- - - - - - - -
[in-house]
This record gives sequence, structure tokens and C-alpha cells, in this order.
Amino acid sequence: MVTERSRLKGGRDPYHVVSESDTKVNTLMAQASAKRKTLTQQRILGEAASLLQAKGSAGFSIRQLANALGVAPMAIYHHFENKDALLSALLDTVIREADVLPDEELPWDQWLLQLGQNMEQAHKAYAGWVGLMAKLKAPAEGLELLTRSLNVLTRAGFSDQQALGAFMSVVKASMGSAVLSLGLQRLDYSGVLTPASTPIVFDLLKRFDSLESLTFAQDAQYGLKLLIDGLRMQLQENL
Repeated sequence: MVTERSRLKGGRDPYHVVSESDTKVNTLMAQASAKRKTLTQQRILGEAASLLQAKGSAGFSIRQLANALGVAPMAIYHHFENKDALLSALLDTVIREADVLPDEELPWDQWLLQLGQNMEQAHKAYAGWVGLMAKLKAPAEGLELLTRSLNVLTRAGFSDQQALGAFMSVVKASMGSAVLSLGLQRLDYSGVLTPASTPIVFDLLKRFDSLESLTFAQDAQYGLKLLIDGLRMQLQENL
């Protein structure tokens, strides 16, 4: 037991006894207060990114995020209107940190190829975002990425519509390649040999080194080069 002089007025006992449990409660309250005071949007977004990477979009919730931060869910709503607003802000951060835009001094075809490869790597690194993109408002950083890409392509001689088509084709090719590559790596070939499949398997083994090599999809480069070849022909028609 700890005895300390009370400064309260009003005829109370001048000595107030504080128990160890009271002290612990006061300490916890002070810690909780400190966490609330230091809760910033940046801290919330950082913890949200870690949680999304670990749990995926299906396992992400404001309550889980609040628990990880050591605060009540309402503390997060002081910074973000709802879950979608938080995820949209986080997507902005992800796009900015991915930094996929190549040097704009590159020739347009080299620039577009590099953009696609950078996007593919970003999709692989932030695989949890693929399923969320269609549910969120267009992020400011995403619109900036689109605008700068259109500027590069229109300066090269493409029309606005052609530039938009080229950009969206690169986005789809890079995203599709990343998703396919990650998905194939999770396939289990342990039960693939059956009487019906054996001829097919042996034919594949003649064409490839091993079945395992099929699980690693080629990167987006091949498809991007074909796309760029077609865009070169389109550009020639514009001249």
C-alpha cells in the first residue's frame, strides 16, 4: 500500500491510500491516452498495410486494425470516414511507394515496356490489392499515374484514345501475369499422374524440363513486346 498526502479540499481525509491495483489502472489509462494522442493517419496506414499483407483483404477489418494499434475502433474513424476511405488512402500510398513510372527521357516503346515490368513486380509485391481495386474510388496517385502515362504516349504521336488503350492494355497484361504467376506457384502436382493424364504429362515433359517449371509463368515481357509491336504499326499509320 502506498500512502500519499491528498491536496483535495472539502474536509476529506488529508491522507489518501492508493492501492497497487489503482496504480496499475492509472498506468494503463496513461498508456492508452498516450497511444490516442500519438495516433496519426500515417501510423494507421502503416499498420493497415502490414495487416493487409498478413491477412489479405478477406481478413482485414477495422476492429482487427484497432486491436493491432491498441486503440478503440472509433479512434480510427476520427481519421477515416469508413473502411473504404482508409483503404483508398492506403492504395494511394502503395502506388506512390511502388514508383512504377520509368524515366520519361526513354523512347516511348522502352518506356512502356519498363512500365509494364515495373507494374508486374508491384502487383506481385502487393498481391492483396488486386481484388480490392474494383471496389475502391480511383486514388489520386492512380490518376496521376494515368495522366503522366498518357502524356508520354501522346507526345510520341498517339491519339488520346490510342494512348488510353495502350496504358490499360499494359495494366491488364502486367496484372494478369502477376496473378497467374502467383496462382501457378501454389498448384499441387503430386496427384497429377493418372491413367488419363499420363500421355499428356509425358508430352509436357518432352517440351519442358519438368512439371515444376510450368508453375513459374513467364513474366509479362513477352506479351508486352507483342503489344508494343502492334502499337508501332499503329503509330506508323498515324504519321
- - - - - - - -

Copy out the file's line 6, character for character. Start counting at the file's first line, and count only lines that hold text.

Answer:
C-alpha cells in the first residue's frame, strides 16, 4: 500500500491510500491516452498495410486494425470516414511507394515496356490489392499515374484514345501475369499422374524440363513486346 498526502479540499481525509491495483489502472489509462494522442493517419496506414499483407483483404477489418494499434475502433474513424476511405488512402500510398513510372527521357516503346515490368513486380509485391481495386474510388496517385502515362504516349504521336488503350492494355497484361504467376506457384502436382493424364504429362515433359517449371509463368515481357509491336504499326499509320 502506498500512502500519499491528498491536496483535495472539502474536509476529506488529508491522507489518501492508493492501492497497487489503482496504480496499475492509472498506468494503463496513461498508456492508452498516450497511444490516442500519438495516433496519426500515417501510423494507421502503416499498420493497415502490414495487416493487409498478413491477412489479405478477406481478413482485414477495422476492429482487427484497432486491436493491432491498441486503440478503440472509433479512434480510427476520427481519421477515416469508413473502411473504404482508409483503404483508398492506403492504395494511394502503395502506388506512390511502388514508383512504377520509368524515366520519361526513354523512347516511348522502352518506356512502356519498363512500365509494364515495373507494374508486374508491384502487383506481385502487393498481391492483396488486386481484388480490392474494383471496389475502391480511383486514388489520386492512380490518376496521376494515368495522366503522366498518357502524356508520354501522346507526345510520341498517339491519339488520346490510342494512348488510353495502350496504358490499360499494359495494366491488364502486367496484372494478369502477376496473378497467374502467383496462382501457378501454389498448384499441387503430386496427384497429377493418372491413367488419363499420363500421355499428356509425358508430352509436357518432352517440351519442358519438368512439371515444376510450368508453375513459374513467364513474366509479362513477352506479351508486352507483342503489344508494343502492334502499337508501332499503329503509330506508323498515324504519321